In terms of low-code / no-code development, good governance includes instituting clear procedures and specifications for the following:
- Developing or acquiring an appropriate low-code / no-code platform to use.
- Providing training for key employee personas, that is, the non-technical "citizen developer," professional developers, and IT administrators.
- Setting up oversight processes, which, for our purposes, means establishing clear requirements, approvals and integration processes, and rules for lifecycle management for all low-code /no-code apps and extensions.
With the processes and rules led by the center of excellence, the low-code/no-code tools can also help enforce governance, for example, by controlling the deployment of new applications along a few automated parameters.
Remember that governance is not just about imposing rules. A big reason that more and more companies are getting on board with low-code / no-code development is that it can eliminate risky shadow IT "solutions" by making such on demand solutions unnecessary. A bigger reason is that low-code / no-code development is a key tool to drive innovation and champion change in organizations. Good governance ensures that this is done successfully.
Rollout of Citizen Development Across the Enterprise
Finally, the center of excellence should define the plan to roll out citizen development across your company. Typically, this would start with a very small group of "alpha" users, who help the IT department understand how everything should work by tactically getting into the details and trying to build prototypes with low-code / no-code.
This first group of users is slightly more technically savvy, so the Power User of the Citizen Developer persona, and they help reveal key points or bugs that need to be addressed in the setup and areas of confusion or conflict that need to be resolved.
Then, the group of users is expanded slightly, and the rollout goes into a "beta" phase. This is the time when they should involve a broader cross-section of citizen developers, even the business users who have no knowledge about code. The beta phase will help the IT department to create the ideal profile for a citizen developer in their company, the type of training they want to put into place, and the certifications that builders require before allowing them to use low-code / no-code tools.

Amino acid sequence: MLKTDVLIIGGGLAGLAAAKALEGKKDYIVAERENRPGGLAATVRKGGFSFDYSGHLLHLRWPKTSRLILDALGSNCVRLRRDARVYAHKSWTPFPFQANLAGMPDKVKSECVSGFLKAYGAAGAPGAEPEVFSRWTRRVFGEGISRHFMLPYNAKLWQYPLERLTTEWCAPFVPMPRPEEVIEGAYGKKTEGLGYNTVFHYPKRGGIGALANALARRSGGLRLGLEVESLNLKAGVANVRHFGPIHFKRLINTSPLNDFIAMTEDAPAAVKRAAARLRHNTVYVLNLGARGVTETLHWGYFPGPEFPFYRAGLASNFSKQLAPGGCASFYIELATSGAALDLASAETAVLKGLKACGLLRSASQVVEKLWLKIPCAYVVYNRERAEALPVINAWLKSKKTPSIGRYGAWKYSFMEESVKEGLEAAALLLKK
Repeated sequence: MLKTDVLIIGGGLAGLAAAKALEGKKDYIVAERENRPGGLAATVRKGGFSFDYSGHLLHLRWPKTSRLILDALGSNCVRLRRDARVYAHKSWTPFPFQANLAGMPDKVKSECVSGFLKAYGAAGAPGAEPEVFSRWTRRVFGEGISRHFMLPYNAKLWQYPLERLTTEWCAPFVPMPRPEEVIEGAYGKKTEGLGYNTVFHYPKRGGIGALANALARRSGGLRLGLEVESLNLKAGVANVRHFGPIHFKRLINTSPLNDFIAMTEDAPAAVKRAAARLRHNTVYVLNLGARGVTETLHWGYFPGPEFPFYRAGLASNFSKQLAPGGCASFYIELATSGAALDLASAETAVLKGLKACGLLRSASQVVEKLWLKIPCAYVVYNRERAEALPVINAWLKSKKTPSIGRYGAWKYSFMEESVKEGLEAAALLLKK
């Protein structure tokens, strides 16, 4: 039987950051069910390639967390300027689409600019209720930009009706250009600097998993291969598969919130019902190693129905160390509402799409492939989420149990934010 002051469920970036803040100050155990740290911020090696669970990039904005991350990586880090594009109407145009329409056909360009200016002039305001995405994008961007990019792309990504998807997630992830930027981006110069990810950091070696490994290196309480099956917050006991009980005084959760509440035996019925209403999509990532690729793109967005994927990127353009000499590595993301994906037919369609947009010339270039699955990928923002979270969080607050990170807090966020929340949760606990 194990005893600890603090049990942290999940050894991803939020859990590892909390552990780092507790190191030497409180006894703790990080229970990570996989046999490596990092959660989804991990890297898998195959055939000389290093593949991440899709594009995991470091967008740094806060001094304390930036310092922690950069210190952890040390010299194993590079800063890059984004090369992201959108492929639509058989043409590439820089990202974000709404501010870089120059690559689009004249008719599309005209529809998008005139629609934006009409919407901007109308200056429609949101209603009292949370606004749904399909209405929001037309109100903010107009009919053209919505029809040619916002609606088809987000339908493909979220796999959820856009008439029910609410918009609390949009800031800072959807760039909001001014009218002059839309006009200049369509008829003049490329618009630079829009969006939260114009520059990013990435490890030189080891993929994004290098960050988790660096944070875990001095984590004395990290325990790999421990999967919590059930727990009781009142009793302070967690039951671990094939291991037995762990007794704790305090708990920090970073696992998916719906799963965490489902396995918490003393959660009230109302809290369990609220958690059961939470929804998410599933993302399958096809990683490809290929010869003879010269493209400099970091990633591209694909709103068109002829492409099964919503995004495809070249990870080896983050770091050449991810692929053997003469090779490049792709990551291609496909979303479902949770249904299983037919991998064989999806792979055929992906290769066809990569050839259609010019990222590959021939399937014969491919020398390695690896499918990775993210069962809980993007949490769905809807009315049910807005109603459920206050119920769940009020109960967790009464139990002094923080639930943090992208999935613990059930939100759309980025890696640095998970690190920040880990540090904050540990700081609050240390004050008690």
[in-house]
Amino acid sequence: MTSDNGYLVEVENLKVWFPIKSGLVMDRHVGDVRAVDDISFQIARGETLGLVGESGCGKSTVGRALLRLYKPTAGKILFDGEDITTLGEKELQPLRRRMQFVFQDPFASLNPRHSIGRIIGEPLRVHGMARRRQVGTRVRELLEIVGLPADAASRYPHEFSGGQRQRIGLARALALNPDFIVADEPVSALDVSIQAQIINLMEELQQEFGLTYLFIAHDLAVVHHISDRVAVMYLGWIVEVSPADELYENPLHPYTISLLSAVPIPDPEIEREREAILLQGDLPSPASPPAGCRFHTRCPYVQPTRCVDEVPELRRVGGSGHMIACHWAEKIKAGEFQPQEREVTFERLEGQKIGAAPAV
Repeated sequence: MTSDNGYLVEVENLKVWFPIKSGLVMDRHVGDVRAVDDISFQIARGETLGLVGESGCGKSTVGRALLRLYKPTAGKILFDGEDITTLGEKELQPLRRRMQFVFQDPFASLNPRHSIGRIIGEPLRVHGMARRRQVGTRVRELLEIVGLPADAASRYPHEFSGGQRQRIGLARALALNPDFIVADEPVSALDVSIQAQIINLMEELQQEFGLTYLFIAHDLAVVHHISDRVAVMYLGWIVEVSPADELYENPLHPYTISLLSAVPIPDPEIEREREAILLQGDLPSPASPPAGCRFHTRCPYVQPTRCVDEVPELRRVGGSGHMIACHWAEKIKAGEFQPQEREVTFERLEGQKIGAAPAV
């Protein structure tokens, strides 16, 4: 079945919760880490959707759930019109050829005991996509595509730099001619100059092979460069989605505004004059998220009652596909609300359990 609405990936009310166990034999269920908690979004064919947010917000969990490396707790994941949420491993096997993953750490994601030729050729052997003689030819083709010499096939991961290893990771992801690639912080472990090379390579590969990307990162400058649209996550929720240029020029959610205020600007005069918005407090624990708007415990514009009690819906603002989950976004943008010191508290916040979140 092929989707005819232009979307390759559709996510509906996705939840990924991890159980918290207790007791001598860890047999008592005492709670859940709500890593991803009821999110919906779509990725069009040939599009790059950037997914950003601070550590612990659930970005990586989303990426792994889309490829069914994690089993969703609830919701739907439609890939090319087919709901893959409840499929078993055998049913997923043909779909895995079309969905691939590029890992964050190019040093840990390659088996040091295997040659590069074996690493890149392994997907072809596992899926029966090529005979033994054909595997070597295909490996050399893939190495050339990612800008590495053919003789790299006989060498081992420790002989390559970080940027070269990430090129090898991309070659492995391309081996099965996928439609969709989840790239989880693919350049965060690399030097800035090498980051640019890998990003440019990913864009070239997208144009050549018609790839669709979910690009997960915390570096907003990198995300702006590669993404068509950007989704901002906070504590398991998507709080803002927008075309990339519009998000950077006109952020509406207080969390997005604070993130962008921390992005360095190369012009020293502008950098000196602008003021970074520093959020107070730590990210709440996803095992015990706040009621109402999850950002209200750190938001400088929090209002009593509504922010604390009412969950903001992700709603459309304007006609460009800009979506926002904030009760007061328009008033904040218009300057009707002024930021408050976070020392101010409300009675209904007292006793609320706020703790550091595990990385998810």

There are lots of best-practice benchmarks in the market and there are recommendations available from SAP to help the IT department plan the rollout. However, every company should go through this process to come up with their own version of what works best for their business and people.
Once that is understood, the beta phase is completed, and citizen development can be rolled out to your entire company. By then, everyone interested can understand what it takes to become an active builder with low-code / no-code technology and the various other roles they might need to play.
Summary: Paving the Path for Low-Code / No-Code Adoption
To summarize, today we’ve talked about how an IT department can set up a citizen development center of excellence to define the strategy and goals for implementing a no-code / low-code program. We’ve reviewed the different activities that the center of excellence should oversee, from administration, to governance, to the rollout of citizen development over time.
While you may not personally need to know about these topics, it is important for you to understand what is required, and to have the right background for productive discussions with your partners in other departments.
In addition to becoming a citizen developer yourself, you will actively help the growth of citizen development at your company, and that’s the topic of our next lesson. I’ll see you in the next video!